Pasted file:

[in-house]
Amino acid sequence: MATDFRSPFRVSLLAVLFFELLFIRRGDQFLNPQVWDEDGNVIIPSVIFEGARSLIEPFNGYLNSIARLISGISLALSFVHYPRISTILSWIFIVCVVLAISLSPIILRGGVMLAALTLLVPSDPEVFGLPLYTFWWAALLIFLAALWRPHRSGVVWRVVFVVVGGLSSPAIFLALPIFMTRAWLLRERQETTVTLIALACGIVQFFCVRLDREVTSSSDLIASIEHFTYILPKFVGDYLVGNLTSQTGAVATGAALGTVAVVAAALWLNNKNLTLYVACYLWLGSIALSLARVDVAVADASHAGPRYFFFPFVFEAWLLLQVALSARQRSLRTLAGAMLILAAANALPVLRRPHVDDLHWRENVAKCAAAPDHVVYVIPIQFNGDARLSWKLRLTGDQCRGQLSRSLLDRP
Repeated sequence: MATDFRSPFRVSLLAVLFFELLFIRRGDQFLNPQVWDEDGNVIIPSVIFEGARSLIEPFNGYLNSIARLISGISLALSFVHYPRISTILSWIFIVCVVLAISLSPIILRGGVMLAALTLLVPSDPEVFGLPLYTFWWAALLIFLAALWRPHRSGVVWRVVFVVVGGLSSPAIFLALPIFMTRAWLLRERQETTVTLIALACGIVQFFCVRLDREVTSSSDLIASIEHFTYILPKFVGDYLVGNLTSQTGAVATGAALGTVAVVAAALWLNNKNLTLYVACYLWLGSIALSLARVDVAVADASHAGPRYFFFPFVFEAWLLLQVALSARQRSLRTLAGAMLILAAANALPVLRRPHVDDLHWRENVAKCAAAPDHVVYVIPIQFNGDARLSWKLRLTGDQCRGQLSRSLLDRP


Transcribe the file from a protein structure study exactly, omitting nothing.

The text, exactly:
[in-house]
Amino acid sequence: MATDFRSPFRVSLLAVLFFELLFIRRGDQFLNPQVWDEDGNVIIPSVIFEGARSLIEPFNGYLNSIARLISGISLALSFVHYPRISTILSWIFIVCVVLAISLSPIILRGGVMLAALTLLVPSDPEVFGLPLYTFWWAALLIFLAALWRPHRSGVVWRVVFVVVGGLSSPAIFLALPIFMTRAWLLRERQETTVTLIALACGIVQFFCVRLDREVTSSSDLIASIEHFTYILPKFVGDYLVGNLTSQTGAVATGAALGTVAVVAAALWLNNKNLTLYVACYLWLGSIALSLARVDVAVADASHAGPRYFFFPFVFEAWLLLQVALSARQRSLRTLAGAMLILAAANALPVLRRPHVDDLHWRENVAKCAAAPDHVVYVIPIQFNGDARLSWKLRLTGDQCRGQLSRSLLDRP
Repeated sequence: MATDFRSPFRVSLLAVLFFELLFIRRGDQFLNPQVWDEDGNVIIPSVIFEGARSLIEPFNGYLNSIARLISGISLALSFVHYPRISTILSWIFIVCVVLAISLSPIILRGGVMLAALTLLVPSDPEVFGLPLYTFWWAALLIFLAALWRPHRSGVVWRVVFVVVGGLSSPAIFLALPIFMTRAWLLRERQETTVTLIALACGIVQFFCVRLDREVTSSSDLIASIEHFTYILPKFVGDYLVGNLTSQTGAVATGAALGTVAVVAAALWLNNKNLTLYVACYLWLGSIALSLARVDVAVADASHAGPRYFFFPFVFEAWLLLQVALSARQRSLRTLAGAMLILAAANALPVLRRPHVDDLHWRENVAKCAAAPDHVVYVIPIQFNGDARLSWKLRLTGDQCRGQLSRSLLDRP